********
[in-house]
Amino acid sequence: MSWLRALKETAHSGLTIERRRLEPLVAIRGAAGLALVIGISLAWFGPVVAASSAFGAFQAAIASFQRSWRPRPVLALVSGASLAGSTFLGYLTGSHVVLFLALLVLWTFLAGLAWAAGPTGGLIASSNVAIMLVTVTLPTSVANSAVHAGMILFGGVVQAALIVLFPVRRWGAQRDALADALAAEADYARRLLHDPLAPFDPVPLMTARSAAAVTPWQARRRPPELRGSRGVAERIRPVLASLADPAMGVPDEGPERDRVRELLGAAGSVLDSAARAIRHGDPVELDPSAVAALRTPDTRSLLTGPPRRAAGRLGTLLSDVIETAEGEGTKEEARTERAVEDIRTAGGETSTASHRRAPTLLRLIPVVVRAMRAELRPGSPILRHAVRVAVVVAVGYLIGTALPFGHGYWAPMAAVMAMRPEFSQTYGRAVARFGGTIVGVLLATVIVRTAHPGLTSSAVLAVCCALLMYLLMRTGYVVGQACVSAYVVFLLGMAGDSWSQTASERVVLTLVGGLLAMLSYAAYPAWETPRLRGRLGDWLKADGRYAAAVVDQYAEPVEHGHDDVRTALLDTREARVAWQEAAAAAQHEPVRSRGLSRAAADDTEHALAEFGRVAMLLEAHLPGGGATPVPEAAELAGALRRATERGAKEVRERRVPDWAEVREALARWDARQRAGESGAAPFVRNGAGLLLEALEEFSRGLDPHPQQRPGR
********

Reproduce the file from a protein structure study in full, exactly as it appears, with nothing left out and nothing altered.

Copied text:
[in-house]
Amino acid sequence: MSWLRALKETAHSGLTIERRRLEPLVAIRGAAGLALVIGISLAWFGPVVAASSAFGAFQAAIASFQRSWRPRPVLALVSGASLAGSTFLGYLTGSHVVLFLALLVLWTFLAGLAWAAGPTGGLIASSNVAIMLVTVTLPTSVANSAVHAGMILFGGVVQAALIVLFPVRRWGAQRDALADALAAEADYARRLLHDPLAPFDPVPLMTARSAAAVTPWQARRRPPELRGSRGVAERIRPVLASLADPAMGVPDEGPERDRVRELLGAAGSVLDSAARAIRHGDPVELDPSAVAALRTPDTRSLLTGPPRRAAGRLGTLLSDVIETAEGEGTKEEARTERAVEDIRTAGGETSTASHRRAPTLLRLIPVVVRAMRAELRPGSPILRHAVRVAVVVAVGYLIGTALPFGHGYWAPMAAVMAMRPEFSQTYGRAVARFGGTIVGVLLATVIVRTAHPGLTSSAVLAVCCALLMYLLMRTGYVVGQACVSAYVVFLLGMAGDSWSQTASERVVLTLVGGLLAMLSYAAYPAWETPRLRGRLGDWLKADGRYAAAVVDQYAEPVEHGHDDVRTALLDTREARVAWQEAAAAAQHEPVRSRGLSRAAADDTEHALAEFGRVAMLLEAHLPGGGATPVPEAAELAGALRRATERGAKEVRERRVPDWAEVREALARWDARQRAGESGAAPFVRNGAGLLLEALEEFSRGLDPHPQQRPGR